For SpaceUpClose.com & RocketSTEM
CAPE CANAVERAL, FL – NASA’s experimental solar powered Ingenuity Mars Helicopter has safely survived its first frigid night standing alone and all on its own power overnight on Monday, April 5, Sol 44, after being safely deployed to the ‘Martian Flight Field’ on Sunday, April 4, and carefully dropped from the attach point on the belly of the Perseverance rover where its been hanging this past week after completing the methodical step by step unfolding, swing down and deployment of all four graphite composite landing legs
“Making it through the frigid Martian temperatures after being deployed by NASA’s Perseverance rover is a major milestone for the small rotorcraft,” NASA officials confirmed Monday.
“NASA’s Ingenuity Mars Helicopter has emerged from its first night on the surface of Mars.”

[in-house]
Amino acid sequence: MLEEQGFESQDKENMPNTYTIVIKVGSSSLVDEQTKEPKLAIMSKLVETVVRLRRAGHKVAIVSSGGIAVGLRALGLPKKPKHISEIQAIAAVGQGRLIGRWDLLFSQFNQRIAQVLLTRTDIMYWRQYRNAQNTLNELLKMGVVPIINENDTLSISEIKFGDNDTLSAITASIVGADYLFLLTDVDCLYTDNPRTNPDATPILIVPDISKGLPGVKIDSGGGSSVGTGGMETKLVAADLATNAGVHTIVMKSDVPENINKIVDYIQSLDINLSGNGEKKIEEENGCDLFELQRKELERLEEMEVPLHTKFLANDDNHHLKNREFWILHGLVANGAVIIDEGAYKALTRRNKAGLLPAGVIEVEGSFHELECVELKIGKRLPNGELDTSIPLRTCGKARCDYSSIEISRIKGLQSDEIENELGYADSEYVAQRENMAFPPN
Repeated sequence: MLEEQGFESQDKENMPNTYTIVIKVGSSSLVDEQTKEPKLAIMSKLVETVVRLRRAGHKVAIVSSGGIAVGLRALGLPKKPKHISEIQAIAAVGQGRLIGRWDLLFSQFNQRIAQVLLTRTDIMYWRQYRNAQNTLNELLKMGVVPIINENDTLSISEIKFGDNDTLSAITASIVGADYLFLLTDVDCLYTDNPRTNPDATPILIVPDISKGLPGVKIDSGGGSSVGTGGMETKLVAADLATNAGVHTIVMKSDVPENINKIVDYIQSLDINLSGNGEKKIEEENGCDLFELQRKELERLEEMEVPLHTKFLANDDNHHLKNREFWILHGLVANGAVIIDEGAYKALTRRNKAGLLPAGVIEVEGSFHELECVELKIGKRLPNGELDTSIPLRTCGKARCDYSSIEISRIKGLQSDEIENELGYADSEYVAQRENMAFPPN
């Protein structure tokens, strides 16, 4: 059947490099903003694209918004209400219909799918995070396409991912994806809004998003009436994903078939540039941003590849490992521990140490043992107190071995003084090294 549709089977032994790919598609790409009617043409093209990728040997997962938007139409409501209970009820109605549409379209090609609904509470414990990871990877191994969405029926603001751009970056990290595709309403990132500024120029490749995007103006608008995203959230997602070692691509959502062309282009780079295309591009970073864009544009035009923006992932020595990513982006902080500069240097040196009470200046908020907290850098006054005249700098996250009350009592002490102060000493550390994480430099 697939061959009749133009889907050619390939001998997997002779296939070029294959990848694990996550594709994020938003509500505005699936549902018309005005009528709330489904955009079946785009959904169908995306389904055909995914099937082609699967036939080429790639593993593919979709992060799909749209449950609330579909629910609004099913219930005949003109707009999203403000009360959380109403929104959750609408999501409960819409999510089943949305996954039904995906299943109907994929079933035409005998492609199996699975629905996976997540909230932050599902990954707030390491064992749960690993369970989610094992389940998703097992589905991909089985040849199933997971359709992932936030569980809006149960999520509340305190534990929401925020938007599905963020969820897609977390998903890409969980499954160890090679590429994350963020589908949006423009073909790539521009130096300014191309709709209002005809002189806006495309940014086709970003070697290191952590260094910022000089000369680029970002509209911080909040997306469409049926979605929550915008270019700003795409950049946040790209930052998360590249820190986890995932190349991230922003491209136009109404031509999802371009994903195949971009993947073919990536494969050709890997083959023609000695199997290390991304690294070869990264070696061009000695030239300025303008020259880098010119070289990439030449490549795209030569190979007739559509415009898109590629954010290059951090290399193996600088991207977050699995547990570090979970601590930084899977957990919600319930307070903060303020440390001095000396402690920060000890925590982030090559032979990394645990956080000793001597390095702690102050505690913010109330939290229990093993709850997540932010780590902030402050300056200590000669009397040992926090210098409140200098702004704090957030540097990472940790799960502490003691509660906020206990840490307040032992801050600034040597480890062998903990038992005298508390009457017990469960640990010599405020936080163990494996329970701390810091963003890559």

“In the days to come, Ingenuity will be the first aircraft to attempt powered, controlled flight on another planet.”
For the first time in history an aircraft from Earth rests on the soil of the Red Planet – and it endured the bitter night to live on! And that’s a truly magnificent thought to behold!
To continue operating the copter must now survive utterly harsh and frigid Martian nights where overnight temperatures at Jezero Crater plunge down to Antarctica-like temperatures of -130ºF (-90ºC).
“Safe & sound on the surface of Mars: the #MarsHelicopter, Ingenuity, has survived the first cold night on its own, a major milestone for the small rotorcraft because surface temps can plunge as low as -130 degrees F (-90 degrees C), ” NASA JPL tweeted.
Safe & sound on the surface of Mars: the #MarsHelicopter, Ingenuity, has survived the first cold night on its own, a major milestone for the small rotorcraft because surface temps can plunge as low as -130 degrees F (-90 degrees C). https://t.co/IqrL757Peg pic.twitter.com/MkSe1UNLKG
— NASA JPL (@NASAJPL) April 5, 2021
“This is the first time that Ingenuity has been on its own on the surface of Mars,” said MiMi Aung, Ingenuity project manager at NASA’s Jet Propulsion Laboratory in Southern California, in a statement.
“But we now have confirmation that we have the right insulation, the right heaters, and enough energy in its battery to survive the cold night, which is a big win for the team. We’re excited to continue to prepare Ingenuity for its first flight test.”